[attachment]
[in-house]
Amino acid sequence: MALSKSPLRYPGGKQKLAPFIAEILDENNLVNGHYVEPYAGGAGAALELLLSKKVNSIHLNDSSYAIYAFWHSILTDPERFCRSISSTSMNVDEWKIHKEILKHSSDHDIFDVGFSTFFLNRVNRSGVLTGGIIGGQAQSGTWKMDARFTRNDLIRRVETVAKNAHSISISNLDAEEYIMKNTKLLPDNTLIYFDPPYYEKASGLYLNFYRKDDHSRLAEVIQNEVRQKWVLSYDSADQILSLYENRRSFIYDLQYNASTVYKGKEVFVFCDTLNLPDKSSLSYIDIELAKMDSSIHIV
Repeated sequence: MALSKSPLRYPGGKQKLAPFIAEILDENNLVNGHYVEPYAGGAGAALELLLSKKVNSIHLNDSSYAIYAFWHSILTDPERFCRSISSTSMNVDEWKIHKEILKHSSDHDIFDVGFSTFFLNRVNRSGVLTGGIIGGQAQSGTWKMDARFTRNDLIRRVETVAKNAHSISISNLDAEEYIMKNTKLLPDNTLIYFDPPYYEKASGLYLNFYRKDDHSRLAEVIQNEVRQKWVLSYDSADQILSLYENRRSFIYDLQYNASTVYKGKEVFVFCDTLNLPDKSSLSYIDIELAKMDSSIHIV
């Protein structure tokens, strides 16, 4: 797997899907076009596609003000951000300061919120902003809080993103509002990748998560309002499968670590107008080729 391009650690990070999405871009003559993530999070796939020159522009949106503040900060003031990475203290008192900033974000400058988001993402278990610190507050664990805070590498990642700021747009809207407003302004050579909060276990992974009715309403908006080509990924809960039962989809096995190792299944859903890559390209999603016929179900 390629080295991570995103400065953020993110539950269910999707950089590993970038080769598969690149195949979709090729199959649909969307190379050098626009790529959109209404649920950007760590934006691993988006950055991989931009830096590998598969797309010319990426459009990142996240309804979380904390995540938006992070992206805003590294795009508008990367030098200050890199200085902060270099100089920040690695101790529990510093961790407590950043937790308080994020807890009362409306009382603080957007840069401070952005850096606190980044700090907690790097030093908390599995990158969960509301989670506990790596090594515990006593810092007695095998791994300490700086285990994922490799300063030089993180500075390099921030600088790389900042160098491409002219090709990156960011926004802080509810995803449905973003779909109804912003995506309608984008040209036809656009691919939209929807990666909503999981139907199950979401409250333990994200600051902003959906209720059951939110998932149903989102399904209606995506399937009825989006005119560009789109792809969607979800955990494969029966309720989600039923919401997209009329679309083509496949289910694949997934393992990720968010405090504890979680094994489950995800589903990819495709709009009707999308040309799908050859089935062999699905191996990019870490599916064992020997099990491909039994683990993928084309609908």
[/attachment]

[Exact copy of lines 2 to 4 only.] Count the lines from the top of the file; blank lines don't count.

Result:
Amino acid sequence: MALSKSPLRYPGGKQKLAPFIAEILDENNLVNGHYVEPYAGGAGAALELLLSKKVNSIHLNDSSYAIYAFWHSILTDPERFCRSISSTSMNVDEWKIHKEILKHSSDHDIFDVGFSTFFLNRVNRSGVLTGGIIGGQAQSGTWKMDARFTRNDLIRRVETVAKNAHSISISNLDAEEYIMKNTKLLPDNTLIYFDPPYYEKASGLYLNFYRKDDHSRLAEVIQNEVRQKWVLSYDSADQILSLYENRRSFIYDLQYNASTVYKGKEVFVFCDTLNLPDKSSLSYIDIELAKMDSSIHIV
Repeated sequence: MALSKSPLRYPGGKQKLAPFIAEILDENNLVNGHYVEPYAGGAGAALELLLSKKVNSIHLNDSSYAIYAFWHSILTDPERFCRSISSTSMNVDEWKIHKEILKHSSDHDIFDVGFSTFFLNRVNRSGVLTGGIIGGQAQSGTWKMDARFTRNDLIRRVETVAKNAHSISISNLDAEEYIMKNTKLLPDNTLIYFDPPYYEKASGLYLNFYRKDDHSRLAEVIQNEVRQKWVLSYDSADQILSLYENRRSFIYDLQYNASTVYKGKEVFVFCDTLNLPDKSSLSYIDIELAKMDSSIHIV
């Protein structure tokens, strides 16, 4: 797997899907076009596609003000951000300061919120902003809080993103509002990748998560309002499968670590107008080729 391009650690990070999405871009003559993530999070796939020159522009949106503040900060003031990475203290008192900033974000400058988001993402278990610190507050664990805070590498990642700021747009809207407003302004050579909060276990992974009715309403908006080509990924809960039962989809096995190792299944859903890559390209999603016929179900 390629080295991570995103400065953020993110539950269910999707950089590993970038080769598969690149195949979709090729199959649909969307190379050098626009790529959109209404649920950007760590934006691993988006950055991989931009830096590998598969797309010319990426459009990142996240309804979380904390995540938006992070992206805003590294795009508008990367030098200050890199200085902060270099100089920040690695101790529990510093961790407590950043937790308080994020807890009362409306009382603080957007840069401070952005850096606190980044700090907690790097030093908390599995990158969960509301989670506990790596090594515990006593810092007695095998791994300490700086285990994922490799300063030089993180500075390099921030600088790389900042160098491409002219090709990156960011926004802080509810995803449905973003779909109804912003995506309608984008040209036809656009691919939209929807990666909503999981139907199950979401409250333990994200600051902003959906209720059951939110998932149903989102399904209606995506399937009825989006005119560009789109792809969607979800955990494969029966309720989600039923919401997209009329679309083509496949289910694949997934393992990720968010405090504890979680094994489950995800589903990819495709709009009707999308040309799908050859089935062999699905191996990019870490599916064992020997099990491909039994683990993928084309609908």